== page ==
5 Reasons Not to Take A Gig

At the suggestion of a friend of mine, I put together a list of reasons why you shouldn’t take a gig as a sequel to my blog on this topic a while ago. Here are the 5 things that keep me from taking gigs: 

 

1. The gig doesn’t peak my interest. 

 

If an opportunity isn’t interesting enough to get me excited, I probably won’t put in enough passion and time to do an outstanding job. I always try to pass along these kinds of opportunities to someone that would love to put in 110% effort on it. Everybody usually wins in the end: the potential employer wins by getting a passionate musician to fill the slot, and I win by having a fellow musician owe me a favor. 

 

2. The people in the band aren’t trustworthy and/or don’t communicate well. 

 

If you can’t count on someone to be honest with you, or you’ve heard things about a group being flaky or cheating musicians, run. If I absolutely have to work with someone that’s unfair,  I take zero chances. I ask for 100% of payments upfront, and am very careful to spell out what I need in advance with a written contract. Even then, it’s just not worth the headaches to try and do business with someone that’s irresponsible.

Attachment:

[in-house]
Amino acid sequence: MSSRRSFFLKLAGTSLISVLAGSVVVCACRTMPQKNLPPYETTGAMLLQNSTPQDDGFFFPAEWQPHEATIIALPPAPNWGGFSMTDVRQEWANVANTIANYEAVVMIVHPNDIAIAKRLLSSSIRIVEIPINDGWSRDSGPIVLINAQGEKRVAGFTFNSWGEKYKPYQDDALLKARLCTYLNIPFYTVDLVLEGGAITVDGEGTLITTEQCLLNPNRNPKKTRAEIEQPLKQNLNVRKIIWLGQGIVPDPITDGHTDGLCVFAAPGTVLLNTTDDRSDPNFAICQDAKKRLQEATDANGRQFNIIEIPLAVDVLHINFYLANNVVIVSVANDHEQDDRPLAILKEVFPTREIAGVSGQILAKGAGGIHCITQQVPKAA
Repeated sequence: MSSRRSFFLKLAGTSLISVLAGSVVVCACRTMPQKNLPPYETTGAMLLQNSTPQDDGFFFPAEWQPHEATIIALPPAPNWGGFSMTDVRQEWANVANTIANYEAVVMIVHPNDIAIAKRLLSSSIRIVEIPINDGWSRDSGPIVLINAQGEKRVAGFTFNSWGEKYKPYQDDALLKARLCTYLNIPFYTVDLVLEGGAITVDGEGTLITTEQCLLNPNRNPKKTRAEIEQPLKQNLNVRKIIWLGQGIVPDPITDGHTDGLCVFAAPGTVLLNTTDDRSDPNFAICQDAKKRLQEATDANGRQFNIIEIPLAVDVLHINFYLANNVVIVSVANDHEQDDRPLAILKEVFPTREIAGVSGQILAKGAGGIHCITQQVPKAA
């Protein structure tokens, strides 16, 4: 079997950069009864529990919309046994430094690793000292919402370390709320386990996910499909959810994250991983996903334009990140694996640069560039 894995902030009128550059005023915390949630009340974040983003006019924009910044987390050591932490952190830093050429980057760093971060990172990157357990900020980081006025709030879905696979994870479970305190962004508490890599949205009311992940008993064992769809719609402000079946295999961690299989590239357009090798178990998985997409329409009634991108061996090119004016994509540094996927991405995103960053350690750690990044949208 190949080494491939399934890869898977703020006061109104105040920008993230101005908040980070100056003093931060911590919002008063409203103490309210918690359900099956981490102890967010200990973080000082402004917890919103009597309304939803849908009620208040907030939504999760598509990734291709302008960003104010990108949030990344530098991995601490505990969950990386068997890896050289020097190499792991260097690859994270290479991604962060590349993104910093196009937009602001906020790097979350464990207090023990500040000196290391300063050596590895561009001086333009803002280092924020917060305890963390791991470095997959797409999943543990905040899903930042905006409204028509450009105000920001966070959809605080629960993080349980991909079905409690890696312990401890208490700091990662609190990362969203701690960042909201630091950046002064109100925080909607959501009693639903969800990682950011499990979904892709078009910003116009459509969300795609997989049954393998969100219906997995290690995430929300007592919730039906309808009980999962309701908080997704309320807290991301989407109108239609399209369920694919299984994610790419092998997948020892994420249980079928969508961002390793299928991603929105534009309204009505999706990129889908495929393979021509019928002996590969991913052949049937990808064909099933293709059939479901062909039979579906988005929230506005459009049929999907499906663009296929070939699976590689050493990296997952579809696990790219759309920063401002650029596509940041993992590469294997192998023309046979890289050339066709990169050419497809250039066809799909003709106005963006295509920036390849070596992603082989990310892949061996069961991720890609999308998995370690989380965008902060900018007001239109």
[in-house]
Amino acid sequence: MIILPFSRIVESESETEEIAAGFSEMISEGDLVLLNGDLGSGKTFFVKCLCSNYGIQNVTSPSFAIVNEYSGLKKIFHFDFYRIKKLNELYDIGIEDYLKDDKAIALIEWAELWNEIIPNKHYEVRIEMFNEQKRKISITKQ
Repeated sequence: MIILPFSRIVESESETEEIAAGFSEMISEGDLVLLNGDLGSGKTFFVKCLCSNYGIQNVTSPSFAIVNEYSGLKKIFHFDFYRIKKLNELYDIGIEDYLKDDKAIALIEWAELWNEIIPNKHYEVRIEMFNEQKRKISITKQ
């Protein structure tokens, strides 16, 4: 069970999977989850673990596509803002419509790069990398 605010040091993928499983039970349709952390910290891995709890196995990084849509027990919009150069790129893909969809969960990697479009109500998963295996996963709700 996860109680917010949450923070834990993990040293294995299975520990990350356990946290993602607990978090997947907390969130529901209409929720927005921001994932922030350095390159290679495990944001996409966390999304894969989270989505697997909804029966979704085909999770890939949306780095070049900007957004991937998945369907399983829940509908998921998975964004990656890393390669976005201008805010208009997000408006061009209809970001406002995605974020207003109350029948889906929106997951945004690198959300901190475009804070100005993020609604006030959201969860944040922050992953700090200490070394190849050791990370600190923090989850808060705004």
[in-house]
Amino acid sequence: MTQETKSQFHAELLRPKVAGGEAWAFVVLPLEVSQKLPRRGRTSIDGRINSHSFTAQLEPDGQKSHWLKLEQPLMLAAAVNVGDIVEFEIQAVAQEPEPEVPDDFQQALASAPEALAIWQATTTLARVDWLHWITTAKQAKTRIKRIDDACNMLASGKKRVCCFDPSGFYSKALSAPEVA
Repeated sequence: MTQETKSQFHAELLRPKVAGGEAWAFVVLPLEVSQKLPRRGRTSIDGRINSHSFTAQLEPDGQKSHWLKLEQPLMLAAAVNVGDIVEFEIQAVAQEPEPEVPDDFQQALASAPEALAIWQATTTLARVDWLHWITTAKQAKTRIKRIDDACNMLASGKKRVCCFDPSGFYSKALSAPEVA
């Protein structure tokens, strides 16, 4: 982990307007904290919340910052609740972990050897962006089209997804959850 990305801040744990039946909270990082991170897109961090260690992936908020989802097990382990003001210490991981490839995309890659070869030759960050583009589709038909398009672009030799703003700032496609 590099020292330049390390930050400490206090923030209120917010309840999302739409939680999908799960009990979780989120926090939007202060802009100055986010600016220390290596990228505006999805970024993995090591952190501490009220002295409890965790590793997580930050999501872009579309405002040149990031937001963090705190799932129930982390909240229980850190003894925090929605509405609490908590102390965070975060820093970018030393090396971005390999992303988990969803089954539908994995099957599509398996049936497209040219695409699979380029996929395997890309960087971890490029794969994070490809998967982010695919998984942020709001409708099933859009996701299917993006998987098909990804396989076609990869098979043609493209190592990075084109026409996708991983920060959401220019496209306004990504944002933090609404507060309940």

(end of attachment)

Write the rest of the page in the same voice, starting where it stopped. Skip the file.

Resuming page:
3. There aren’t any benefits. 

 

I don’t insist I get paid for everything I do, but if there’s no payment, I won’t take a gig unless it allows me to work with talented, fun people on music that I truly care about. No amount of exposure does any long-term good unless it promotes you as a talented musician, in the style you want to be known for. Don’t ever settle for no-pay, miserable gigs with difficult people. It’s just not worth it.

 

4. It requires too much time.

 

Beware of gigs that require too much time, keeping you from developing important parts of your career. Remember that every yes to an opportunity is a no to another opportunity, and you want to be very careful about how you choose to fill your limited time. No one wants to get to the end of their career and be remembered for being an awesome polka player, when they hate polka music and only took a full-time polka gig because it paid well.

 

5. It’s outside of what I’m good at. 

 

If you’re not great at something, either make sure you can get great at it by the time you take the stage, or say no. Never play a gig where the best result you can hope for is mediocrity.

  This last weekend I went on a short tour with a southern gospel group, the Sneed Family. These guys were a great example of a trustworthy, fun group to be on the road with- they treated me great. Always make music with people you love being around! 

 

This last weekend I went on a short tour with a southern gospel group, the Sneed Family. These guys were a great example of a trustworthy, fun group to be on the road with- they treated me great. Always make music with people you love being around!